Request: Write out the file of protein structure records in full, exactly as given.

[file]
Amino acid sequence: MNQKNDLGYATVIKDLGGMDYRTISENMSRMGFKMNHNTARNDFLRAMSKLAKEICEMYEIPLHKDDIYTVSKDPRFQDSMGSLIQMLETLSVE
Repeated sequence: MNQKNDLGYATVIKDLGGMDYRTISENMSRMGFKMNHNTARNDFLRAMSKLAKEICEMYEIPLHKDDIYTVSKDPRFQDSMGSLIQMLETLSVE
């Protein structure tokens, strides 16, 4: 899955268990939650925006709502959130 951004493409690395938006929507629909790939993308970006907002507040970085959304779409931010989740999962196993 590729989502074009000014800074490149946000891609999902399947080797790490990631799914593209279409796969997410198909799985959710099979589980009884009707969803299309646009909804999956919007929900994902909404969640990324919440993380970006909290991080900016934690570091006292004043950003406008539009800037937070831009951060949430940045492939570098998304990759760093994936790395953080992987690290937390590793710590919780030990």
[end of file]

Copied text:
Amino acid sequence: MNQKNDLGYATVIKDLGGMDYRTISENMSRMGFKMNHNTARNDFLRAMSKLAKEICEMYEIPLHKDDIYTVSKDPRFQDSMGSLIQMLETLSVE
Repeated sequence: MNQKNDLGYATVIKDLGGMDYRTISENMSRMGFKMNHNTARNDFLRAMSKLAKEICEMYEIPLHKDDIYTVSKDPRFQDSMGSLIQMLETLSVE
């Protein structure tokens, strides 16, 4: 899955268990939650925006709502959130 951004493409690395938006929507629909790939993308970006907002507040970085959304779409931010989740999962196993 590729989502074009000014800074490149946000891609999902399947080797790490990631799914593209279409796969997410198909799985959710099979589980009884009707969803299309646009909804999956919007929900994902909404969640990324919440993380970006909290991080900016934690570091006292004043950003406008539009800037937070831009951060949430940045492939570098998304990759760093994936790395953080992987690290937390590793710590919780030990």